HELSINKI: Cheap Nordic electricity has resulted in a reversal of the traditional energy relationship between Finland and its eastern neighbour, with exports to the St Petersburg region beginning on Sunday.
National energy operator Finngrid’s Yllikkälä exhange, close to the Russian border. Image: Fingrid
Energy imports will begin flowing into Russia from Finland for the first time this Sunday, following the signing of a new deal between the two countries.
Finland’s national network operator, Fingrid, say that they will begin providing 140 megawatts of energy from Sunday over 13 hours, from 9am to 10pm.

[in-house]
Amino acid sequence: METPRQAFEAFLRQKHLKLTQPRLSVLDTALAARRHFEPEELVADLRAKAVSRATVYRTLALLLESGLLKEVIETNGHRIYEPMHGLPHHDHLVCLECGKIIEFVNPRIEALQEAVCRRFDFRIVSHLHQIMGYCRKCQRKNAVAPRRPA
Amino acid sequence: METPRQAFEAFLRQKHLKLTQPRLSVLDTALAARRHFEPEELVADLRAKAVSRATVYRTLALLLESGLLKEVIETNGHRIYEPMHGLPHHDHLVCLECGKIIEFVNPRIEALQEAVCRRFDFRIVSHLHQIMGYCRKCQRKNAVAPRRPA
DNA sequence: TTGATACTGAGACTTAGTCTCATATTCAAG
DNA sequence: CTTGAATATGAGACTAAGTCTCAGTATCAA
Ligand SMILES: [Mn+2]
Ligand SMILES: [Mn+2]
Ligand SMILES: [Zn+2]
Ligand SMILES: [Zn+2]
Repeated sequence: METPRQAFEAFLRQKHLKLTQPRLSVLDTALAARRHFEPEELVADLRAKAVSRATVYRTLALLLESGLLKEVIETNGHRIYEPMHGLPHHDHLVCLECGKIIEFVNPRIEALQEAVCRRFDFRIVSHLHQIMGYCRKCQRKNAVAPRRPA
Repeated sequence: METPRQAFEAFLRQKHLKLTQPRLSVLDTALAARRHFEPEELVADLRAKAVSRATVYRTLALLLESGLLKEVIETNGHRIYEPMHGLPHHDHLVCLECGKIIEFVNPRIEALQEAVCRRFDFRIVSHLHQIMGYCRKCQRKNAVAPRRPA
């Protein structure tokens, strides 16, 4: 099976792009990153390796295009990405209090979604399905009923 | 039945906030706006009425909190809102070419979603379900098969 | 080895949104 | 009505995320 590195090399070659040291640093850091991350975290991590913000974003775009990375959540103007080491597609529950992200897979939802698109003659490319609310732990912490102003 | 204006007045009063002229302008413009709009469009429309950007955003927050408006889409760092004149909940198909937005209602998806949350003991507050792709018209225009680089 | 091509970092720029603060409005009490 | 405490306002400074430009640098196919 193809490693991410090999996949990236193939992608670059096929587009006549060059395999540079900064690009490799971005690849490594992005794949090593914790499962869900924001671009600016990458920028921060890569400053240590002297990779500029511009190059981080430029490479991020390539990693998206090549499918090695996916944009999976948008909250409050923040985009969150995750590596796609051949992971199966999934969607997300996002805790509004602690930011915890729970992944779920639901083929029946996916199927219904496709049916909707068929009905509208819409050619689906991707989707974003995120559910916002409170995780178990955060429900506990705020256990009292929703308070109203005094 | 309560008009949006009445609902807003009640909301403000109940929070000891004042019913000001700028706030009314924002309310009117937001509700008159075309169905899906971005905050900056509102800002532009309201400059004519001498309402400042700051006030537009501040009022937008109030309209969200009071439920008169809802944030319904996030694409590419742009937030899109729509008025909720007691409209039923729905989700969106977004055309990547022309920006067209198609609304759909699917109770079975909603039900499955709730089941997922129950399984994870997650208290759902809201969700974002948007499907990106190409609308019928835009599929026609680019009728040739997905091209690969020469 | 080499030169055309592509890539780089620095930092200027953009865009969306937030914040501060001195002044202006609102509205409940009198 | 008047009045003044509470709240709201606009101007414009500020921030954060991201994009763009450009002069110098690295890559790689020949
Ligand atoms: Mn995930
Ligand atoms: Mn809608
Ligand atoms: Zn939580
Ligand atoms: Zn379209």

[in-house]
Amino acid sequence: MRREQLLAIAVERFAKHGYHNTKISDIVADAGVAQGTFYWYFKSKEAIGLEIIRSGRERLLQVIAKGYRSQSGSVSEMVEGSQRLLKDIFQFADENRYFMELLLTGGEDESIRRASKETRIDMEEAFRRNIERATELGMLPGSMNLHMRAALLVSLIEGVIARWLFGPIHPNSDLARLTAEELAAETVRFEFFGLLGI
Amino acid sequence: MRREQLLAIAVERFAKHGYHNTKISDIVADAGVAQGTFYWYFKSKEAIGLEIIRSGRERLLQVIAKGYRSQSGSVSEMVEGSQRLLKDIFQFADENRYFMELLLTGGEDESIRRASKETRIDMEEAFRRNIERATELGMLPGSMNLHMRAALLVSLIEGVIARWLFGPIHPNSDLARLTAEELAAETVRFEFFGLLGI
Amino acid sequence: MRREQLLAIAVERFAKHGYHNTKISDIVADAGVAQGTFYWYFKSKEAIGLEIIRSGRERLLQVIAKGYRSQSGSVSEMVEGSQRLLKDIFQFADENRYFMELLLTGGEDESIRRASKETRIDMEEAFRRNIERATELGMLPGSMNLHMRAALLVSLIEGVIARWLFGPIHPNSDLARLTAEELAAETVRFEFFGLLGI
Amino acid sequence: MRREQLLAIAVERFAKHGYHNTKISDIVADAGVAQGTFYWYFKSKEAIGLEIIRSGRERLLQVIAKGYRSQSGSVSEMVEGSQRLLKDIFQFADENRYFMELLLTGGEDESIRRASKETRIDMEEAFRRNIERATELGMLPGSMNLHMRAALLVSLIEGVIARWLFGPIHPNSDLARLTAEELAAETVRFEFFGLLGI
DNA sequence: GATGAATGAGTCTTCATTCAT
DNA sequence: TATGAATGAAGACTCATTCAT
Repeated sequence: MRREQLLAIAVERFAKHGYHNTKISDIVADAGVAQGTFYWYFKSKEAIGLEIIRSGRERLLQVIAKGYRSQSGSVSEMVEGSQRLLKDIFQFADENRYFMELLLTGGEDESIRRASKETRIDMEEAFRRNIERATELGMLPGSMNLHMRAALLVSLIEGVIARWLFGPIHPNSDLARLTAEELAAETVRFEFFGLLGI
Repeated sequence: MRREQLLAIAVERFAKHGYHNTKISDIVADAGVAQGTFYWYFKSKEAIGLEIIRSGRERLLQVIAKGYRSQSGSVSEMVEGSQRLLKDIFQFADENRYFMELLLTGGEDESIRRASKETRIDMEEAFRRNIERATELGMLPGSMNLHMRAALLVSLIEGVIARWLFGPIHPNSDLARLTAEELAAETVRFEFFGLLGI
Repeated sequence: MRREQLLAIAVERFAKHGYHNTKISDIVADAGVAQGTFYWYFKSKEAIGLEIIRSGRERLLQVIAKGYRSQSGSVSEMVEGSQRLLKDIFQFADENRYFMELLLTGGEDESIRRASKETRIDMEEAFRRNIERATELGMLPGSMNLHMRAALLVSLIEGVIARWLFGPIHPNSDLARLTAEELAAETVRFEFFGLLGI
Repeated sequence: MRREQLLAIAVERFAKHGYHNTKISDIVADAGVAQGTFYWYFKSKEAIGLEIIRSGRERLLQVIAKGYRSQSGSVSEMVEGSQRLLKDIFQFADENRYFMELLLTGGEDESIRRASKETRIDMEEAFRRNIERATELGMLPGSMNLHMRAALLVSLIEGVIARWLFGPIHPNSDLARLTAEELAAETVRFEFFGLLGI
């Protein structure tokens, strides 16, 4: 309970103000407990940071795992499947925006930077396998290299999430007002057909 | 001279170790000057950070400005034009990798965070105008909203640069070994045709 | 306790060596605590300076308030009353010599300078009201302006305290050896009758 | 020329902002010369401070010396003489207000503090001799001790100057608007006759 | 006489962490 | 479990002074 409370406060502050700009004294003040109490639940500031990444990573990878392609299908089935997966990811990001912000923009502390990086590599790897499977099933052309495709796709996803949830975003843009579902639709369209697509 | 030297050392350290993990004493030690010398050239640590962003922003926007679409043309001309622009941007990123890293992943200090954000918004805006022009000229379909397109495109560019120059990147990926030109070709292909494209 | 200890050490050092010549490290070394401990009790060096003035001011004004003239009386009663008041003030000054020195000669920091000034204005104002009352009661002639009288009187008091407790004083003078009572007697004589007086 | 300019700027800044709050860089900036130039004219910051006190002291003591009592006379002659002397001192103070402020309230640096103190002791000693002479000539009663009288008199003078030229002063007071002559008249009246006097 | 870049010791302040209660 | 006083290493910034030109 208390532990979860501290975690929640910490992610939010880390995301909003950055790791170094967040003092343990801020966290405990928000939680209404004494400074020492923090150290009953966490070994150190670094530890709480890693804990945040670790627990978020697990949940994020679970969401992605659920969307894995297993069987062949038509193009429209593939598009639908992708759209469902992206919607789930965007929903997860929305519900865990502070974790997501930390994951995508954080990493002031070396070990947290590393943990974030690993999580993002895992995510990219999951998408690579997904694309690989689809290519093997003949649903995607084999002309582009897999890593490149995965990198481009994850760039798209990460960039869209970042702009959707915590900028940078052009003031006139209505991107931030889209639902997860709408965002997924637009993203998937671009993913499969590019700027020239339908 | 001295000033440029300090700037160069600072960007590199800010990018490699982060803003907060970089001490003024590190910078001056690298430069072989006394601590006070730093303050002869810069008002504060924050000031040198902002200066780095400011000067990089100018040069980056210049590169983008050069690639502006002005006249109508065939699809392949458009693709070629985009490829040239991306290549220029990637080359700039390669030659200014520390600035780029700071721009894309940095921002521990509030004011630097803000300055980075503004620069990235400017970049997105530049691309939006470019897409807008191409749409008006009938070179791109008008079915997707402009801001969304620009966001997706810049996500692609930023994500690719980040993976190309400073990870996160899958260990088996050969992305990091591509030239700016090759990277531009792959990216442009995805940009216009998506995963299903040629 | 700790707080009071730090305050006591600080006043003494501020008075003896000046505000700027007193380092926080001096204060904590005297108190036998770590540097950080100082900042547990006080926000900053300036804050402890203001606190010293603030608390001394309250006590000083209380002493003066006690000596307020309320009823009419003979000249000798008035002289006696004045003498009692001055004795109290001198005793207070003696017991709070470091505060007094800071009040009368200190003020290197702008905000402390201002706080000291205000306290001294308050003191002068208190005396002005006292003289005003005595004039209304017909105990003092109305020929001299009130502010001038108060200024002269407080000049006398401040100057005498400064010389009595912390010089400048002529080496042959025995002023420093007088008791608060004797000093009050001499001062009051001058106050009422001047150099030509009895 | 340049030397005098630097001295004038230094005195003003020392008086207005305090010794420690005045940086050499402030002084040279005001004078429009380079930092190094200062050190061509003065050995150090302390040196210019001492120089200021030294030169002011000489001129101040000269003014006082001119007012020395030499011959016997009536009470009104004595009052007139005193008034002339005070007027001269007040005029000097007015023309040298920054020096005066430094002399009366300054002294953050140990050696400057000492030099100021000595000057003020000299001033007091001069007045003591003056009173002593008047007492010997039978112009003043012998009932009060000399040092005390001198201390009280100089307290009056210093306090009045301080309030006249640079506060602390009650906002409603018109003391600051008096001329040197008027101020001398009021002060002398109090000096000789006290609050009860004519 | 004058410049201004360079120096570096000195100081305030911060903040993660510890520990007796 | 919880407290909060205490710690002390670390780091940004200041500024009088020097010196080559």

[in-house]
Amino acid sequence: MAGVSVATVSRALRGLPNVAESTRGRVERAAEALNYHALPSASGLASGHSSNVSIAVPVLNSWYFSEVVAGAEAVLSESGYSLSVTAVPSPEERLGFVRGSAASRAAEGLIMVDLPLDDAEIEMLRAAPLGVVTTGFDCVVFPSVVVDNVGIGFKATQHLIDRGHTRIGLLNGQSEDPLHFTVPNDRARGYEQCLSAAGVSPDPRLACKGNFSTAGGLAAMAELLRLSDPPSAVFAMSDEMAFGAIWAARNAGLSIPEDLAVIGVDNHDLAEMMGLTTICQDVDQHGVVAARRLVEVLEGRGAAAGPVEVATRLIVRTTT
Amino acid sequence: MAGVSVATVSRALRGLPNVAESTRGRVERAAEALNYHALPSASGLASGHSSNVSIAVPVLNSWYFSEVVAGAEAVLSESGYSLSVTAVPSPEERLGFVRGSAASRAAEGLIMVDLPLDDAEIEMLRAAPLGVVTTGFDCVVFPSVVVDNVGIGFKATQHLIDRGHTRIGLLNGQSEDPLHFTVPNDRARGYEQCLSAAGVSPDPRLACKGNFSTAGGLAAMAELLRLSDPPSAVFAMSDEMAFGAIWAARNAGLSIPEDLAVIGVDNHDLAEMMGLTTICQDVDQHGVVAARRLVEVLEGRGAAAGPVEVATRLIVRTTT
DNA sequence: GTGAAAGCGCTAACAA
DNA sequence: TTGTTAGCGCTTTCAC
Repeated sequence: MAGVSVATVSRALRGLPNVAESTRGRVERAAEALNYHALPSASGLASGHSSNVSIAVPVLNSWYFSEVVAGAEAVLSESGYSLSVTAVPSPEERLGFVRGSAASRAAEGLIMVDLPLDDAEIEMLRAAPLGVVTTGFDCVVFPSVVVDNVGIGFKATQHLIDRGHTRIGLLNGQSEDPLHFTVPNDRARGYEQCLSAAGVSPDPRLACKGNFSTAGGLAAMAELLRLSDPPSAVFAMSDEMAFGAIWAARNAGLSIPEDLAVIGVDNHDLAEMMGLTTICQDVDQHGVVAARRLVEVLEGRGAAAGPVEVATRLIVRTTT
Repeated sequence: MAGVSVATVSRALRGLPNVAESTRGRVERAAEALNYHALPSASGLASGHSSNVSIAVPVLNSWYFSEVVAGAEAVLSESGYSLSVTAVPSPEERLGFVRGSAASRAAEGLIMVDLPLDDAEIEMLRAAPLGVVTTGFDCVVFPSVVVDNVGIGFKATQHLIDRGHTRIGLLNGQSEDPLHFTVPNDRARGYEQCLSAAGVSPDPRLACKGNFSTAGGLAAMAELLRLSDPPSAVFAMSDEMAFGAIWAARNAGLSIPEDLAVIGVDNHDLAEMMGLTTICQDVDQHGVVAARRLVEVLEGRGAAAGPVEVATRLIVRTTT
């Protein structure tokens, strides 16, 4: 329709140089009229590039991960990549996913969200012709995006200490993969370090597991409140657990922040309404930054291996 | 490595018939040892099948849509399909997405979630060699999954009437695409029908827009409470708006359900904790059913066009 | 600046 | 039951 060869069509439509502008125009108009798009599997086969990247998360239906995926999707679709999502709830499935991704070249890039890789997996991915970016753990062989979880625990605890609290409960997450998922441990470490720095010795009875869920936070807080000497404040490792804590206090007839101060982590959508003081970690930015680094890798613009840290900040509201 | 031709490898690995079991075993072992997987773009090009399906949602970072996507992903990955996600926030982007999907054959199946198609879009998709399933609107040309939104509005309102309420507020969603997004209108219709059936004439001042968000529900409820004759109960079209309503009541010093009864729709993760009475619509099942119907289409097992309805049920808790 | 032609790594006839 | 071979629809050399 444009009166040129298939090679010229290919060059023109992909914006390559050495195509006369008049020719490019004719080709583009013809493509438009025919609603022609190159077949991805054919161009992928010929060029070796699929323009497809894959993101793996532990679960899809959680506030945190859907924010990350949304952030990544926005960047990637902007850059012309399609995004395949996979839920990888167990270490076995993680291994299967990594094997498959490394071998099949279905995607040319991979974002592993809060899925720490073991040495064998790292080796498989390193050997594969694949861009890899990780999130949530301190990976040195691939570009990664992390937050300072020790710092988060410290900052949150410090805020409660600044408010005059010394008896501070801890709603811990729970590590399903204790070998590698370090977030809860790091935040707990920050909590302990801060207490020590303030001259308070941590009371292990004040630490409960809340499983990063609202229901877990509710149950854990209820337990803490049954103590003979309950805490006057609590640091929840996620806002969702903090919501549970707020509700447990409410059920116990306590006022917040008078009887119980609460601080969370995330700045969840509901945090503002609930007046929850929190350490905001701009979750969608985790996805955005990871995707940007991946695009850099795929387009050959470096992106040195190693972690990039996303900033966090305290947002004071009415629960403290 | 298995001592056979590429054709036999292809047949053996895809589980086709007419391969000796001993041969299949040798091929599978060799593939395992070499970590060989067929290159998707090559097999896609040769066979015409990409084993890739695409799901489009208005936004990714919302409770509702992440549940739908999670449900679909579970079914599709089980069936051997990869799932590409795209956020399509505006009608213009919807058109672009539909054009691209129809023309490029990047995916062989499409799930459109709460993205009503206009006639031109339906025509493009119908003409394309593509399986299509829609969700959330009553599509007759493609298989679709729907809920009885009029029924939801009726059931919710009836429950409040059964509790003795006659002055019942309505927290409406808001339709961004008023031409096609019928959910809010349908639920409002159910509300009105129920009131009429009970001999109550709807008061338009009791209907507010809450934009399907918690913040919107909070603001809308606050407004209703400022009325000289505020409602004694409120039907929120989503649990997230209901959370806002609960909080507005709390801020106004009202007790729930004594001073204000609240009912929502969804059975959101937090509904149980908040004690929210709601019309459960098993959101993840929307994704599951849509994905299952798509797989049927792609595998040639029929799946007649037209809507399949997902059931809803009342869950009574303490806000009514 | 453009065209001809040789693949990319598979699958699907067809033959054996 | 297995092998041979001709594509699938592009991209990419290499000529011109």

“The price of electricity has been so low here in the Nordics that it’s profitable for Russia to bring it in. It’s the market price that has made this deal,” Fingrid’s planning chief Timo Kaukonen said.
The current low price of Nordic electricity is partly the result of a hydroelectric power surplus following the end of winter. Wind power is also becoming more widespread, in addition to the energy generated by nuclear plants.